Demise of 60/40 Portfolio

April 25, 2020
Share |

According to the Financial Times: “One of the basic rules of investment is coming unstuck, forcing some fund managers to rethink how they build their portfolios.” All to say the classic portfolio structure — 60% stocks and 40% bonds — might be a loser going forward.

That’s because over the past 10 years, the “seesaw” relationship between stocks and bonds has steadily disintegrated as bond yields slumped but their prices increased in tandem with stocks. “The recent market chaos unleashed by the coronavirus pandemic has underscored the problem,” FT says, “with bruising trading periods in which bonds and equities have dropped in unison.”

The upshot? Traditional “balanced” portfolios have become high-risk… and fund managers are at a loss. According to a Bank of America survey in March, 52% of fund managers touted U.S. Treasuries as the best hedge against volatility. This month? That number dwindled to just 22%.

in a research note published by Bank of America Securities titled “The End of 60/40,” portfolio strategists Derek Harris and Jared Woodard argue that “there are good reasons to reconsider the role of bonds in your portfolio,” and to allocate a greater share toward equities.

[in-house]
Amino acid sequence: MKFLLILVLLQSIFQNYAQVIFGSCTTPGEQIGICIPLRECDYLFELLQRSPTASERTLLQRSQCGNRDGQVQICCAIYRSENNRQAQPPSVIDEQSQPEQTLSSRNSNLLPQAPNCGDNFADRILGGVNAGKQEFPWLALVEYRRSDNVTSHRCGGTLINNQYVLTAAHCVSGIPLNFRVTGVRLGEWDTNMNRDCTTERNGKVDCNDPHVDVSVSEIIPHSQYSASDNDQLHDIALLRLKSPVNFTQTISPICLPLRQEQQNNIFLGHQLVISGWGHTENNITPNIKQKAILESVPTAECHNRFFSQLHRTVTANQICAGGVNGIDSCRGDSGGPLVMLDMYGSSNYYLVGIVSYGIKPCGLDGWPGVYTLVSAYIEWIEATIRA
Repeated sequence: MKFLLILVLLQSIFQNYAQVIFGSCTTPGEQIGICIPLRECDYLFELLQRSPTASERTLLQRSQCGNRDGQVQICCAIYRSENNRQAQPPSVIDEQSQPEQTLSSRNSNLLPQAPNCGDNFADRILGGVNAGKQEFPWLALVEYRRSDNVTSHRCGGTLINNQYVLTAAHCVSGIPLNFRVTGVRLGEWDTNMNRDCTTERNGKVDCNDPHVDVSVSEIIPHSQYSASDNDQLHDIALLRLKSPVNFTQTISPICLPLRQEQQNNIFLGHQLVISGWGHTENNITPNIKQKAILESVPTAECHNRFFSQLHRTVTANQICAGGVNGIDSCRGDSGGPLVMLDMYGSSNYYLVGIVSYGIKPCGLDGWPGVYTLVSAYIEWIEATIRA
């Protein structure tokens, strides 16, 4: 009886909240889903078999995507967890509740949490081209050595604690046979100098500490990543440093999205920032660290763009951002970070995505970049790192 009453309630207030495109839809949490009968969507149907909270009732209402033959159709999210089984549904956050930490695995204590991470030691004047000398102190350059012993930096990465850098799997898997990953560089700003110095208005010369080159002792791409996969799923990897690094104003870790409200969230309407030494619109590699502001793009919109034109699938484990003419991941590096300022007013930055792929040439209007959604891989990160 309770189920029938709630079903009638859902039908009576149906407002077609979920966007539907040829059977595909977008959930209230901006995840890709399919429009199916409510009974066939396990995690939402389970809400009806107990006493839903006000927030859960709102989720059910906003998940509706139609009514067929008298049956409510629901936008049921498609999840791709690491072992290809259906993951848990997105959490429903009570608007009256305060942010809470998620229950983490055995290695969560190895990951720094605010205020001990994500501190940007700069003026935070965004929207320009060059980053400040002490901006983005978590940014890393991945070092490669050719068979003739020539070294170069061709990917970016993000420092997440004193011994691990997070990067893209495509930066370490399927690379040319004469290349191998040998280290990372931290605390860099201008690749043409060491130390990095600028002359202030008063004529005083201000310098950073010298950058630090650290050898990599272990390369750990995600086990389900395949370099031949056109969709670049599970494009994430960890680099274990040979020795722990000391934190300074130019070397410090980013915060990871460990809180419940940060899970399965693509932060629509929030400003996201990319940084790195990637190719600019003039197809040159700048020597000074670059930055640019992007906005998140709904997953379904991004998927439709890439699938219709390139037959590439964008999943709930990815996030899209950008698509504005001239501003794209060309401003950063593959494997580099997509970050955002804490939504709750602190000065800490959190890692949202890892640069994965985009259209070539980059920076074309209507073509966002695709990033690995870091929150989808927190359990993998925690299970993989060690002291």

“The relationship between asset classes has changed so much that many investors now buy equities not for future growth but for current income, and buy bonds to participate in price rallies,” Harris and Woodard wrote.

“The core premise of every 60/40 portfolio is that bonds can hedge against risks to growth and equities can hedge against inflation; their returns are negatively correlated,” Woodard and Harris added. “But this assumption was only true over the past two decades and was mostly false over the prior 65 years. The big risk is that the correlation could flip, and now the longest period of negative correlation in history is coming to an end as policy makers jolt markets with attempts to boost growth.”

So while fund managers and investors scrabble for a suitable portfolio hedge, the Financial Times notes: “Gold saw the biggest rise in popularity, helped by its strong recent performance.”